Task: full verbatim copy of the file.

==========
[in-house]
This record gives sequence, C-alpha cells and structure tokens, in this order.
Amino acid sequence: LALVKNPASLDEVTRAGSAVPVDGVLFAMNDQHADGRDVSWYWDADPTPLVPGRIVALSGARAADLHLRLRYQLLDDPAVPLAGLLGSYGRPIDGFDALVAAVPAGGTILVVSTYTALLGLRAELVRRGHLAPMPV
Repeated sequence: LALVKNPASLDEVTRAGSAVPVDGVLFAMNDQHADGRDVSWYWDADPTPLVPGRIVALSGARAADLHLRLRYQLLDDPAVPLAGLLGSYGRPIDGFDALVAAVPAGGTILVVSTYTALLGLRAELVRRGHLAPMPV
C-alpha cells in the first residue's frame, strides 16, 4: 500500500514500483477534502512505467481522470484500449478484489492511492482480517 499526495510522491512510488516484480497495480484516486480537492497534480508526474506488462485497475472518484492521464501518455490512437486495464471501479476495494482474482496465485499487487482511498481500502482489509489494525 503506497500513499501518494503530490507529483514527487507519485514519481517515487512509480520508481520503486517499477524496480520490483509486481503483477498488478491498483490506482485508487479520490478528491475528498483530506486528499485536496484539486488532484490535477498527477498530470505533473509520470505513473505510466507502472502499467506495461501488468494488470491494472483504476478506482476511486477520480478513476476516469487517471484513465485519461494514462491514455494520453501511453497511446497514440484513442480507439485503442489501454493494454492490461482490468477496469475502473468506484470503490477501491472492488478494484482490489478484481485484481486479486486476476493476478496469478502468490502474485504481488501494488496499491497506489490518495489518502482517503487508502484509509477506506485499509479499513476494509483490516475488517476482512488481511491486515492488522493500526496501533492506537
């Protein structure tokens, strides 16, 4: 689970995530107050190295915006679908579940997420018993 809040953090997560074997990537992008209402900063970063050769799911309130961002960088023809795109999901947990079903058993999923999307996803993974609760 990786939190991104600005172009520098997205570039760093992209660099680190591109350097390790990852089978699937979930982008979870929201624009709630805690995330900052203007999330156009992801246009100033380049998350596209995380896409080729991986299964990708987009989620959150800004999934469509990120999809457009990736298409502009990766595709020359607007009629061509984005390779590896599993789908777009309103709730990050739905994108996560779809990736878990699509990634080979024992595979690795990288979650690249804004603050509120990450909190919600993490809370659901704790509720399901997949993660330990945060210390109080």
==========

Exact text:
[in-house]
This record gives sequence, C-alpha cells and structure tokens, in this order.
Amino acid sequence: LALVKNPASLDEVTRAGSAVPVDGVLFAMNDQHADGRDVSWYWDADPTPLVPGRIVALSGARAADLHLRLRYQLLDDPAVPLAGLLGSYGRPIDGFDALVAAVPAGGTILVVSTYTALLGLRAELVRRGHLAPMPV
Repeated sequence: LALVKNPASLDEVTRAGSAVPVDGVLFAMNDQHADGRDVSWYWDADPTPLVPGRIVALSGARAADLHLRLRYQLLDDPAVPLAGLLGSYGRPIDGFDALVAAVPAGGTILVVSTYTALLGLRAELVRRGHLAPMPV
C-alpha cells in the first residue's frame, strides 16, 4: 500500500514500483477534502512505467481522470484500449478484489492511492482480517 499526495510522491512510488516484480497495480484516486480537492497534480508526474506488462485497475472518484492521464501518455490512437486495464471501479476495494482474482496465485499487487482511498481500502482489509489494525 503506497500513499501518494503530490507529483514527487507519485514519481517515487512509480520508481520503486517499477524496480520490483509486481503483477498488478491498483490506482485508487479520490478528491475528498483530506486528499485536496484539486488532484490535477498527477498530470505533473509520470505513473505510466507502472502499467506495461501488468494488470491494472483504476478506482476511486477520480478513476476516469487517471484513465485519461494514462491514455494520453501511453497511446497514440484513442480507439485503442489501454493494454492490461482490468477496469475502473468506484470503490477501491472492488478494484482490489478484481485484481486479486486476476493476478496469478502468490502474485504481488501494488496499491497506489490518495489518502482517503487508502484509509477506506485499509479499513476494509483490516475488517476482512488481511491486515492488522493500526496501533492506537
């Protein structure tokens, strides 16, 4: 689970995530107050190295915006679908579940997420018993 809040953090997560074997990537992008209402900063970063050769799911309130961002960088023809795109999901947990079903058993999923999307996803993974609760 990786939190991104600005172009520098997205570039760093992209660099680190591109350097390790990852089978699937979930982008979870929201624009709630805690995330900052203007999330156009992801246009100033380049998350596209995380896409080729991986299964990708987009989620959150800004999934469509990120999809457009990736298409502009990766595709020359607007009629061509984005390779590896599993789908777009309103709730990050739905994108996560779809990736878990699509990634080979024992595979690795990288979650690249804004603050509120990450909190919600993490809370659901704790509720399901997949993660330990945060210390109080």